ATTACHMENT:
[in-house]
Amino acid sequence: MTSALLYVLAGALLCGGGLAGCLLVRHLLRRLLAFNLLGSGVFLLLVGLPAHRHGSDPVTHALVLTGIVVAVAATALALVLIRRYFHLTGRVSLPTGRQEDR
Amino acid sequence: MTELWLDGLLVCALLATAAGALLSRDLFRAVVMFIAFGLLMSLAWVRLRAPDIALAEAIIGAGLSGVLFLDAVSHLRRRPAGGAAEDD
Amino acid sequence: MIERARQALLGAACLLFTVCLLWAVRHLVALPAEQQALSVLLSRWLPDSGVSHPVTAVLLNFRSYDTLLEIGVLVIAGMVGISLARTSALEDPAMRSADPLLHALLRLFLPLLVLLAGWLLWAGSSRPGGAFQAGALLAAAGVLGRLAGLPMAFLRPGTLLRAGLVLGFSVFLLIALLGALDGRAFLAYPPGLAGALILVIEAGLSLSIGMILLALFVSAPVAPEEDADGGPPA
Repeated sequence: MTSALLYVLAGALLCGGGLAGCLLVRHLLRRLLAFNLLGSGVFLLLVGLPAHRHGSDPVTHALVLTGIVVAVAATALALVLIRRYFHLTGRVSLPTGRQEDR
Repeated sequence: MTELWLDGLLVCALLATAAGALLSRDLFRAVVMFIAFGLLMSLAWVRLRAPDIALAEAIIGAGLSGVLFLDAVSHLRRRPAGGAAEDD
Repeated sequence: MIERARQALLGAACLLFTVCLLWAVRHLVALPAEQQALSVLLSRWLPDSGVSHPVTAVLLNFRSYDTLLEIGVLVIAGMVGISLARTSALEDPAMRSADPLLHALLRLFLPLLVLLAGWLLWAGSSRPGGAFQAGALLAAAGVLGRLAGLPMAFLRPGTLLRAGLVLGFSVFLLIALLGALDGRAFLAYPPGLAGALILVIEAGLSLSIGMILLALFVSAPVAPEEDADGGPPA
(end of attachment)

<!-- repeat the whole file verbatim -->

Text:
[in-house]
Amino acid sequence: MTSALLYVLAGALLCGGGLAGCLLVRHLLRRLLAFNLLGSGVFLLLVGLPAHRHGSDPVTHALVLTGIVVAVAATALALVLIRRYFHLTGRVSLPTGRQEDR
Amino acid sequence: MTELWLDGLLVCALLATAAGALLSRDLFRAVVMFIAFGLLMSLAWVRLRAPDIALAEAIIGAGLSGVLFLDAVSHLRRRPAGGAAEDD
Amino acid sequence: MIERARQALLGAACLLFTVCLLWAVRHLVALPAEQQALSVLLSRWLPDSGVSHPVTAVLLNFRSYDTLLEIGVLVIAGMVGISLARTSALEDPAMRSADPLLHALLRLFLPLLVLLAGWLLWAGSSRPGGAFQAGALLAAAGVLGRLAGLPMAFLRPGTLLRAGLVLGFSVFLLIALLGALDGRAFLAYPPGLAGALILVIEAGLSLSIGMILLALFVSAPVAPEEDADGGPPA
Repeated sequence: MTSALLYVLAGALLCGGGLAGCLLVRHLLRRLLAFNLLGSGVFLLLVGLPAHRHGSDPVTHALVLTGIVVAVAATALALVLIRRYFHLTGRVSLPTGRQEDR
Repeated sequence: MTELWLDGLLVCALLATAAGALLSRDLFRAVVMFIAFGLLMSLAWVRLRAPDIALAEAIIGAGLSGVLFLDAVSHLRRRPAGGAAEDD
Repeated sequence: MIERARQALLGAACLLFTVCLLWAVRHLVALPAEQQALSVLLSRWLPDSGVSHPVTAVLLNFRSYDTLLEIGVLVIAGMVGISLARTSALEDPAMRSADPLLHALLRLFLPLLVLLAGWLLWAGSSRPGGAFQAGALLAAAGVLGRLAGLPMAFLRPGTLLRAGLVLGFSVFLLIALLGALDGRAFLAYPPGLAGALILVIEAGLSLSIGMILLALFVSAPVAPEEDADGGPPA